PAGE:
Ragnar: Yes. Definitely. They've been slow, granted, but then again US magazines like to be sure that a game is slated for release in their market before giving it column-space. There are lots of games that only see the light of day in Europe or Asia, so it's understandable.
But I know that a number of the bigger publications are currently reviewing TLJ -- the fact that we've received so much attention online, as well as a good bit of print (e.g. the New York Times review, and Computer Games magazine) means that people are paying attention.
But I think the most critical thing for us is word of mouth, for people to realize that this game is very different from most of the other games out there, and that it offers something that non-gamers -- in addition to hardcore gamers -- can play and appreciate.
Stephen: Can you point to any one thing that really pushed you over the edge with regards to getting in the US market?
Ragnar: Well, like I said, we decided to pass on a publishing deal and go with a distributor, so it became less of a question of being accepted into the market, and more of a "hell with it, let's do it ourselves!" attitude. But the huge amount of positive press, online and print, has definitely helped us getting into the stores. As well as having a pretty damn good game, of course!
Stephen: Where do you go from here? What's next for you and for Funcom? Another adventure game at some point, I hope.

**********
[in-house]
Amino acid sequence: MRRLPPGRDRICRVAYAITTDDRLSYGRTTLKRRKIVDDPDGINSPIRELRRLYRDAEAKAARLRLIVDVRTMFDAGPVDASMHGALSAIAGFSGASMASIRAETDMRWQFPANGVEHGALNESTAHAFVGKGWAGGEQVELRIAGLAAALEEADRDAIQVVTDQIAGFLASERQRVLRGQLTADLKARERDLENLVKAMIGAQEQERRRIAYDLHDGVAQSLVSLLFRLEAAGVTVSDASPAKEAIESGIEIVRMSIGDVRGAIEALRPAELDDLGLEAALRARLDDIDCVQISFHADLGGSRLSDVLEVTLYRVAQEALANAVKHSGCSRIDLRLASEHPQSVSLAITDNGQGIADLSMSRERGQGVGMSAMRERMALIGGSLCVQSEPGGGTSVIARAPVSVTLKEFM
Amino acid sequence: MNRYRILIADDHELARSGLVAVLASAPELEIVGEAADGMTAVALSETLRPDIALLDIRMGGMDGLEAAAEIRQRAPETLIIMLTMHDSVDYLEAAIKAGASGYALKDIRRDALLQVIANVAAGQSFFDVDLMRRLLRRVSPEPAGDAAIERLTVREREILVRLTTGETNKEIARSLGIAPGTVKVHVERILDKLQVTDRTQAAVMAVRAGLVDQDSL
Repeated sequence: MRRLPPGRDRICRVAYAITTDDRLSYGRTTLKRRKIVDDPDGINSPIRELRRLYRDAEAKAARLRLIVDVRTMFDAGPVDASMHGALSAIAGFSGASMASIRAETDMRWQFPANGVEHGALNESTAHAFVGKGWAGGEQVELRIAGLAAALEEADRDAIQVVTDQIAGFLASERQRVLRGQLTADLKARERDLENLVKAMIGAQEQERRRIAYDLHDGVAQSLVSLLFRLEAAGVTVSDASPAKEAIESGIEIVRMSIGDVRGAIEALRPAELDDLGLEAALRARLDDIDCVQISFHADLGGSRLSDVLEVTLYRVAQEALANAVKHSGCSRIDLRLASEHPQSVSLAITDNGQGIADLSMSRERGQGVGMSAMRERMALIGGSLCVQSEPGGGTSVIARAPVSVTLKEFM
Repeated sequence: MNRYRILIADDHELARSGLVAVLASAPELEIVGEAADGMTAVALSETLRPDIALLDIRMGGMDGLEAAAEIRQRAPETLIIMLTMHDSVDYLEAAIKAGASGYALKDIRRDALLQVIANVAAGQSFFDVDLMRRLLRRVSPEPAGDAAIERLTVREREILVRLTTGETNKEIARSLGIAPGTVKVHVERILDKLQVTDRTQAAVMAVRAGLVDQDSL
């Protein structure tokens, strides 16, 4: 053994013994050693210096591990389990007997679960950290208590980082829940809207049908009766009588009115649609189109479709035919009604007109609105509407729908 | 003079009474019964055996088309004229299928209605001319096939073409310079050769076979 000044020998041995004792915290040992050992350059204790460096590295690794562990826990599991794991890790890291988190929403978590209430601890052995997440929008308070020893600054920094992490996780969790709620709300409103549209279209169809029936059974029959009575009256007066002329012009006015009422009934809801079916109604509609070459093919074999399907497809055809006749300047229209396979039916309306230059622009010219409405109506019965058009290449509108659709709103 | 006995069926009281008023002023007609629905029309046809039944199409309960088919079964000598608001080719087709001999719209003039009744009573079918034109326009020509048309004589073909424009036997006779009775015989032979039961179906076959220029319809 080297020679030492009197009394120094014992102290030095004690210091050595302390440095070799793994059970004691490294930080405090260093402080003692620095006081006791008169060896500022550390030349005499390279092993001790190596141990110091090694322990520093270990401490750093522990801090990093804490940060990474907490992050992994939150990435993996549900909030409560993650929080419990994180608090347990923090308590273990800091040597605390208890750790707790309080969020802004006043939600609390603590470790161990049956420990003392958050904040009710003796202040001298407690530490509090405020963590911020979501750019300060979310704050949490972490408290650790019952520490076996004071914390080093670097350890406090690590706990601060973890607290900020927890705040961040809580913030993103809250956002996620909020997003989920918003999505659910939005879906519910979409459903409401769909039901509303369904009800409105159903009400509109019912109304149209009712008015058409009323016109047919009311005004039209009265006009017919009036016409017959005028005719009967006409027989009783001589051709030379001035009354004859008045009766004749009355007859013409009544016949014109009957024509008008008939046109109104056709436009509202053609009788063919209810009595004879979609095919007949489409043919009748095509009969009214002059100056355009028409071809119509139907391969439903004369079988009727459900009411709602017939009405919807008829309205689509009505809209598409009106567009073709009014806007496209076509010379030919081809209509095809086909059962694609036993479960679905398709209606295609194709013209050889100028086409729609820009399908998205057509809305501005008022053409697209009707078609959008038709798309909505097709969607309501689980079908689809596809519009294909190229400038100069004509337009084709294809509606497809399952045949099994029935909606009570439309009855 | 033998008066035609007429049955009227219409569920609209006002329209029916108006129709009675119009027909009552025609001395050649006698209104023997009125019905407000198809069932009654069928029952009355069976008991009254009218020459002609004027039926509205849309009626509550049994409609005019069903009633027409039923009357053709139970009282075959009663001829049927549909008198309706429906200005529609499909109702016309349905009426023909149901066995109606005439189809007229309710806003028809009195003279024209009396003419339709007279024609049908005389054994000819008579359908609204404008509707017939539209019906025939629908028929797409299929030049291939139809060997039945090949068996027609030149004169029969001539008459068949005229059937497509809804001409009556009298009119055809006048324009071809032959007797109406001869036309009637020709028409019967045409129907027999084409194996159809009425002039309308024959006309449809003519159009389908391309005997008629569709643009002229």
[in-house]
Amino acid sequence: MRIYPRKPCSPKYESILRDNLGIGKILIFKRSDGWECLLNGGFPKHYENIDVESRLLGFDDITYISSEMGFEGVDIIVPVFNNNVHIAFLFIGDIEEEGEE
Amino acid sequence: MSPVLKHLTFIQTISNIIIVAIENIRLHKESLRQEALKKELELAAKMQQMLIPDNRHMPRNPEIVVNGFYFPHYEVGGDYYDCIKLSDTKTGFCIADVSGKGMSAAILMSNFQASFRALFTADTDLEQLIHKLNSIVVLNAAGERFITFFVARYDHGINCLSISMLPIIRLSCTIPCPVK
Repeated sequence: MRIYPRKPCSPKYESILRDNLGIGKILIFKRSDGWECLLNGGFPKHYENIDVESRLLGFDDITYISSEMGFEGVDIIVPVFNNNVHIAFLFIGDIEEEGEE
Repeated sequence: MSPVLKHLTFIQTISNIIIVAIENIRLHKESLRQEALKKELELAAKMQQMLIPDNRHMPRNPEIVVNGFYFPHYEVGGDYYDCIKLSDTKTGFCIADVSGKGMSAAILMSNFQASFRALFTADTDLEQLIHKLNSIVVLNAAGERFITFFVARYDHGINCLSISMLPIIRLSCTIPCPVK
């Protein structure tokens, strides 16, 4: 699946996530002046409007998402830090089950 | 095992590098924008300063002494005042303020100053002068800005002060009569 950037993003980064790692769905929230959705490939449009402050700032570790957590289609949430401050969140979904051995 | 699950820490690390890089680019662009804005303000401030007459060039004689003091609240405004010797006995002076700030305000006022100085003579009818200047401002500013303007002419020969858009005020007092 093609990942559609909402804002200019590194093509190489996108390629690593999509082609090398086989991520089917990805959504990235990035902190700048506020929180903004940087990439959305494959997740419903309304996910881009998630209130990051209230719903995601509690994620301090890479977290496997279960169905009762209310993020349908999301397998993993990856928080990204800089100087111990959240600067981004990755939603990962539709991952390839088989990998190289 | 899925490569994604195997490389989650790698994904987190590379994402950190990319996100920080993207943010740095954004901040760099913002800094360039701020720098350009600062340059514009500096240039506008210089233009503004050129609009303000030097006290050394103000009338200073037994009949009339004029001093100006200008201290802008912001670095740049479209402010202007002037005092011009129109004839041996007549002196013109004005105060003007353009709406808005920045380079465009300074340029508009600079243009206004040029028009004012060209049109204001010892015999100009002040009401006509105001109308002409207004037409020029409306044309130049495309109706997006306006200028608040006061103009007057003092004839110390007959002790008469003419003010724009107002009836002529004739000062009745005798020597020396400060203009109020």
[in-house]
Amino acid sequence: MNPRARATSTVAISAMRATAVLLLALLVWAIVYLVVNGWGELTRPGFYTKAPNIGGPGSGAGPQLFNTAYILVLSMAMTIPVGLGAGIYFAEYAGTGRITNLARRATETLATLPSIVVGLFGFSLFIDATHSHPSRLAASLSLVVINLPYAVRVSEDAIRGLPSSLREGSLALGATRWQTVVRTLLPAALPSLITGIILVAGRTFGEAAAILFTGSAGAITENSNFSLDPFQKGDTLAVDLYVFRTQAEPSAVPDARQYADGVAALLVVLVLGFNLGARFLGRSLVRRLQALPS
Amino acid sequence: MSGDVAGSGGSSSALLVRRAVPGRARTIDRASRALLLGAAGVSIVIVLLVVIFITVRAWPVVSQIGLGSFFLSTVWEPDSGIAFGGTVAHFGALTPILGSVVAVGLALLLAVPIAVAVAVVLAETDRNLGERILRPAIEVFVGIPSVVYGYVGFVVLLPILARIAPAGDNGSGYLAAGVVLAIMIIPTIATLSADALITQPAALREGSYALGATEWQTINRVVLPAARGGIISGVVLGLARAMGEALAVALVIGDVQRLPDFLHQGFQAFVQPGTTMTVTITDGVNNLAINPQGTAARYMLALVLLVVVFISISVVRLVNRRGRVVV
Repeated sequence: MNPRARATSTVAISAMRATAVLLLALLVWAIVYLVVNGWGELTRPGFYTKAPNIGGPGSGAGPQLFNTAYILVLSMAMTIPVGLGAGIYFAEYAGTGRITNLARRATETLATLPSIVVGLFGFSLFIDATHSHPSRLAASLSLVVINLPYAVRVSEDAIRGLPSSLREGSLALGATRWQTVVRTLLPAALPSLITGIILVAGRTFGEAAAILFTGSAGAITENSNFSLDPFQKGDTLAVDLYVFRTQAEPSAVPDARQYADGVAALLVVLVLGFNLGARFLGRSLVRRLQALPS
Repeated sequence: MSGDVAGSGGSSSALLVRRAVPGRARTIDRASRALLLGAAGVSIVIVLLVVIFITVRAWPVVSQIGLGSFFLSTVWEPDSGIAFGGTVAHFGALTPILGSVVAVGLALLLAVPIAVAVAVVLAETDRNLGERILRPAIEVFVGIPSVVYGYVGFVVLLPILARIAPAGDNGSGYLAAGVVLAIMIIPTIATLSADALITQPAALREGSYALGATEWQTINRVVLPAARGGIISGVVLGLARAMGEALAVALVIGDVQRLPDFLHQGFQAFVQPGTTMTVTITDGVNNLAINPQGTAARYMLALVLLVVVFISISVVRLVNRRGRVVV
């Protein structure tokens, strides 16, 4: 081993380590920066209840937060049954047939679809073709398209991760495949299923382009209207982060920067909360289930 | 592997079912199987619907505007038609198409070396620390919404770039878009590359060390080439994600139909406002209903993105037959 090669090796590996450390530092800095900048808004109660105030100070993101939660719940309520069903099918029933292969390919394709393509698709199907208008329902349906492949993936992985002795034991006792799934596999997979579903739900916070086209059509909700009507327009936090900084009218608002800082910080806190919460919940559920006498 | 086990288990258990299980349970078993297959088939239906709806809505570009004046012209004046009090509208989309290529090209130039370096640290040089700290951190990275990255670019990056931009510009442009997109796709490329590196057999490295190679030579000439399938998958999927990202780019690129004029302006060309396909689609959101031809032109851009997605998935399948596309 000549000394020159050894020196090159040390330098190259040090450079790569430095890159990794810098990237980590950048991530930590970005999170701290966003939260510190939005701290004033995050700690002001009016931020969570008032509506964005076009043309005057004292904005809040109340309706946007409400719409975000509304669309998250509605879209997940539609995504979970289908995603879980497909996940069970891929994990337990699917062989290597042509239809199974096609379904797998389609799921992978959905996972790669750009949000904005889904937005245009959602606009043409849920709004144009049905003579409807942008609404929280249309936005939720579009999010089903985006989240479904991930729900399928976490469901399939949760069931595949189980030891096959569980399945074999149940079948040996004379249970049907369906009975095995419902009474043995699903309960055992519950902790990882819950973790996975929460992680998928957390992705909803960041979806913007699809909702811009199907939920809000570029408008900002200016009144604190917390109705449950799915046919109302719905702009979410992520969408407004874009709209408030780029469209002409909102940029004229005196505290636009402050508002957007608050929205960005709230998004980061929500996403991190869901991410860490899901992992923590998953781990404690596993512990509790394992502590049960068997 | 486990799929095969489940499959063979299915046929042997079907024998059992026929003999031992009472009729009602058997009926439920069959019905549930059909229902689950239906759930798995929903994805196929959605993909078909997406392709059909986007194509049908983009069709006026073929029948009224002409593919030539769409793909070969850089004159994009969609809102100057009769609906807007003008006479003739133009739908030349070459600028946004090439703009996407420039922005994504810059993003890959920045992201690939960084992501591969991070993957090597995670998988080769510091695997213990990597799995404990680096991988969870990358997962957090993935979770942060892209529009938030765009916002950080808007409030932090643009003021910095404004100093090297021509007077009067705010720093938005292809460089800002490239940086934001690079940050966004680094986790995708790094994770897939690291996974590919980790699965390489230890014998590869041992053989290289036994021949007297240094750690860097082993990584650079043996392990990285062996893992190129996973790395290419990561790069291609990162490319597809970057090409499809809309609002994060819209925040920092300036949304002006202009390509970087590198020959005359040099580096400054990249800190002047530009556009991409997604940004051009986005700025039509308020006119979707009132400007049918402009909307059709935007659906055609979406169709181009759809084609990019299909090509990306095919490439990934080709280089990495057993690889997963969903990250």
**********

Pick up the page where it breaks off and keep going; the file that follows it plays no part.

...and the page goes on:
Ragnar: Good question! Well, uh, currently I'm involved in two big games here at Funcom in my capacity as storywriter. One is our massively-multiplayer role-playing game Anarchy Online -- I'm fleshing out the whole universe on that one, and it's going to be released soon. The other game I'm writing for, I can't really say much about yet.
As for my own projects, I'm working on a design for a game that, in some ways, takes adventure-gaming to the "next level". Hyperbole, yes, but hopefully there will be some truth to that. It's going to be online, it'll be massively multiplayer, and it's called Miracle. And I believe this project will get the green-light next week some time.
Ooh-boy. Well, like I said, Anarchy will be out pretty soon -- it's currently in Beta. The next one should be out in, oh, two years, and Miracle probably won't see the light of day until 2003. So we're talking waaay off into the future, here!
Stephen: Talk about long-range! Anyway, thanks for your time, and good luck with both the US release of TLJ and your upcoming projects.
Ragnar: Thank you very much!